Fully updated and revised from the first edition, Doing Research in Psychology is an accessible introduction to the principal research methods and statistical procedures that underpin psychological research. With broader coverage (3 new chapters) and expanded range of support materials and features it is the ideal textbook to accompany both a first and second year course. Doing Research in Psychology provides a carefully integrated understanding of the research process from the ground up and addresses an array of important issues that need to be confronted by students of psychology - issues to do with research goals, methodological choices and strategy, multiple approaches to statistical inference, and ethical controversies. Appendices at the back of the textbook are designed to help students put principles into practice - in conjunction with the accompanying website - including a step-by step guide to performing key statistical tests.
S. Alexander Haslam (Alex Haslam) is a Professor of Social Psychology in the School of Psychology at the University of Exeter.
His research is in the area of social and organisational psychology, exporing issues of stereotyping and prejudice, tyranny and resistance, leadership and power, stress and well-being. This work is informed by, and has contributed to the development of, theory and ideas in the social identity tradition.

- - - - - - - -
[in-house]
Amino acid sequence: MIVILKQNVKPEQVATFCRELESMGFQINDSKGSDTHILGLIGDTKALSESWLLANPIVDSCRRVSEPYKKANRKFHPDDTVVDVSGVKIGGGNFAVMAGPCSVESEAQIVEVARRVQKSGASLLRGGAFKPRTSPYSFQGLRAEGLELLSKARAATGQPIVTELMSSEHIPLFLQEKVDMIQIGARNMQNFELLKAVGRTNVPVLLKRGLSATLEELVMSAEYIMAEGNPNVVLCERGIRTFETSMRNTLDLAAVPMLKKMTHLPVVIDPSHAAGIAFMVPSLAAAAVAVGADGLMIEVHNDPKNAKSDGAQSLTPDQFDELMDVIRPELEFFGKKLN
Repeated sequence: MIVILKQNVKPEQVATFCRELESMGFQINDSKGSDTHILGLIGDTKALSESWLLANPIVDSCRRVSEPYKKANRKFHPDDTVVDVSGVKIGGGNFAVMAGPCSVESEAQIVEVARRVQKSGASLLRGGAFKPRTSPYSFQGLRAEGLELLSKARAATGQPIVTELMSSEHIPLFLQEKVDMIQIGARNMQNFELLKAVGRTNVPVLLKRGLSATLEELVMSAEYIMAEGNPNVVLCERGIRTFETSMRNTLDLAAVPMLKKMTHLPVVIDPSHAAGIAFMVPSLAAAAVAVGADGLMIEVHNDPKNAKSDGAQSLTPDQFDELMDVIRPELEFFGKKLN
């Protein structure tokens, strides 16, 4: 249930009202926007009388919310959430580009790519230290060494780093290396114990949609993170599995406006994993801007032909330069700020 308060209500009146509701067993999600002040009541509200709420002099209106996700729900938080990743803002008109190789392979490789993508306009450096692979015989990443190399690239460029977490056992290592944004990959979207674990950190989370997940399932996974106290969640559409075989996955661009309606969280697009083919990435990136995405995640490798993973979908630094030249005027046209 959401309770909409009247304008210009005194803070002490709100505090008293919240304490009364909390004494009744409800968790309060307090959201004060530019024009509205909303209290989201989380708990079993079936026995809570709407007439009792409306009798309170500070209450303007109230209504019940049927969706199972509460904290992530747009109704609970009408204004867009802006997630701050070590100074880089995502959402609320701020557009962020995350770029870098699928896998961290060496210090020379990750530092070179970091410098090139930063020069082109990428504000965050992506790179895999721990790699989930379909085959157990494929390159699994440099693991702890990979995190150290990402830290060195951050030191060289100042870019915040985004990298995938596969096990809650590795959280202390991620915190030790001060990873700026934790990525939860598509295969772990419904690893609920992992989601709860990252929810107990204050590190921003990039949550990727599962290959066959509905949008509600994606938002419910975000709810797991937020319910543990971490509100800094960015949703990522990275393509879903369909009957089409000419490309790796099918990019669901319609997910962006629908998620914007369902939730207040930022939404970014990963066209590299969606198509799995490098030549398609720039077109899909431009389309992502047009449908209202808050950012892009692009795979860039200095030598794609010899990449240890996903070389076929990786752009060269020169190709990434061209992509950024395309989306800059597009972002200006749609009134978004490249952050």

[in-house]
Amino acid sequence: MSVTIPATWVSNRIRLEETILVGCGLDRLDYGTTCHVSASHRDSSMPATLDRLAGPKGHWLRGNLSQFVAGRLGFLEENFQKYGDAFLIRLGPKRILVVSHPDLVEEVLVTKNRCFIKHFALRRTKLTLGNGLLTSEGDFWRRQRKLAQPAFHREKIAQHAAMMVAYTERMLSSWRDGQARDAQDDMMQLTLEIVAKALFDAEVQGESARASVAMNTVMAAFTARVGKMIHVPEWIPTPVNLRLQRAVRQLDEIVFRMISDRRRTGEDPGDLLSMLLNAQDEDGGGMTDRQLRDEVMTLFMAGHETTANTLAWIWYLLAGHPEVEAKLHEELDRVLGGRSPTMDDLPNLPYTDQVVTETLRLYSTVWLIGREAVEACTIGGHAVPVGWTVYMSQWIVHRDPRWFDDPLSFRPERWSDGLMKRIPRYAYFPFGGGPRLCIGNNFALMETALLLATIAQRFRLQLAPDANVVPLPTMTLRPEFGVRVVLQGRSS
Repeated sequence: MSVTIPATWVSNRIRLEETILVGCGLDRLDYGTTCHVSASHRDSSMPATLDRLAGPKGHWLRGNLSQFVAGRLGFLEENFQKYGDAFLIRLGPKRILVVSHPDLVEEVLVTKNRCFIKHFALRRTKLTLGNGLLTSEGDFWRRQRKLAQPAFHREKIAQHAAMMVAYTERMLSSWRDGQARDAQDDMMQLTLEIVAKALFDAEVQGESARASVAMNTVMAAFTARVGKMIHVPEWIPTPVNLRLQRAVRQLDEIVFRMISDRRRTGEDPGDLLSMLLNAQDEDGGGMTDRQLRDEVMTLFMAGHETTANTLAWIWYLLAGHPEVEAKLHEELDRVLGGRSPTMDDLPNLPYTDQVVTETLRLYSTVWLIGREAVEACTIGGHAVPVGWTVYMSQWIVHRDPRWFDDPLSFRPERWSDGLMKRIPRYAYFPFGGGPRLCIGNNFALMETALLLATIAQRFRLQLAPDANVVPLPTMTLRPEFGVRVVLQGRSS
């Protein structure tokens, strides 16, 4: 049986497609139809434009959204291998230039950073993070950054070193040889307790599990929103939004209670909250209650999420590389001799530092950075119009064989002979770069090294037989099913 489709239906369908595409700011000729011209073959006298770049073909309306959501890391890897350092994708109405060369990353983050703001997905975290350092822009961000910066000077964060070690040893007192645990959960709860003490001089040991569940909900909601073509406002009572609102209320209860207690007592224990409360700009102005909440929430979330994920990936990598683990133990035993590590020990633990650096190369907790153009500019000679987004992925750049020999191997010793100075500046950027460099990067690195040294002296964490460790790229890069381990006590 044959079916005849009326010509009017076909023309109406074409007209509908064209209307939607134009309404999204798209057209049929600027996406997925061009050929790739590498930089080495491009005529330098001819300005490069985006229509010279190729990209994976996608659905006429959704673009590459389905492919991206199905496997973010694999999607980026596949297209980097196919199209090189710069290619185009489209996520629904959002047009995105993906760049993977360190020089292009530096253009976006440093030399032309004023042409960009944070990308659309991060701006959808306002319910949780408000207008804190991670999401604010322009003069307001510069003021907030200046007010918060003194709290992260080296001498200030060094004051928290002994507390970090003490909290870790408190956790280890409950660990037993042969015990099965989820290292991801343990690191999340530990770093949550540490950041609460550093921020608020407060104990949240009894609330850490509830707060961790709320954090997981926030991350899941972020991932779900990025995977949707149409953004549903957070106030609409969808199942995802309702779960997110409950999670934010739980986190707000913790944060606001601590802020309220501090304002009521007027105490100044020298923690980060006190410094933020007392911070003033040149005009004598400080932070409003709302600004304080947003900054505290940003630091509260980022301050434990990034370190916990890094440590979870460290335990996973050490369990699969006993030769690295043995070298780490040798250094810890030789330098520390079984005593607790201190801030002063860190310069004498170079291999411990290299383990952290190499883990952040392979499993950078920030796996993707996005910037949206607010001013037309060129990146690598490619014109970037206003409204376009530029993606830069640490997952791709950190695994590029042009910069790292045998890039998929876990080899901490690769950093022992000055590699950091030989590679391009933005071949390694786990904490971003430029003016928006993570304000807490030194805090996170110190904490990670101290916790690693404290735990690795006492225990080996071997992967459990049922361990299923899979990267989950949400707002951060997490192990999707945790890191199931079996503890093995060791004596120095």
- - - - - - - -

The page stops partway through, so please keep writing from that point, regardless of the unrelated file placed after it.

In 2001 Haslam collaborated with Professor Steve Reicher of the University of St Andrews on the BBC television programme The Experiment, which examined conflict, order, rebellion and tyranny in the behaviour of a group of individuals held in a simulated prison environment. The Experiment (which became known as the BBC Prison Study) re-examined issues raised by the Stanford Prison Experiment (SPE) and attempted to combine compelling broadcasting with leading-edge social science research. The results of the study were subsequently published in a number of leading psychology journals. Amongst other things, these challenged the role account of tyranny associated with the SPE as well as broader ideas surrounding the 'banality of evil'.
Working with Dr Michelle Ryan, Haslam is also known for research into the glass cliff, examining the leadership experiences of women in organizations. This work was short-listed for the Times Higher Education Supplement's 'Research Project of the Year' in 2005.
I highly recommend this book to all interested in research in the psychology field. The explanations are simple and very relevant to current way of researching. It has exercises at the end of each chapter to test your knowledge ranging from easy to very hard. Suffice to say, the title does justice to the content of this book!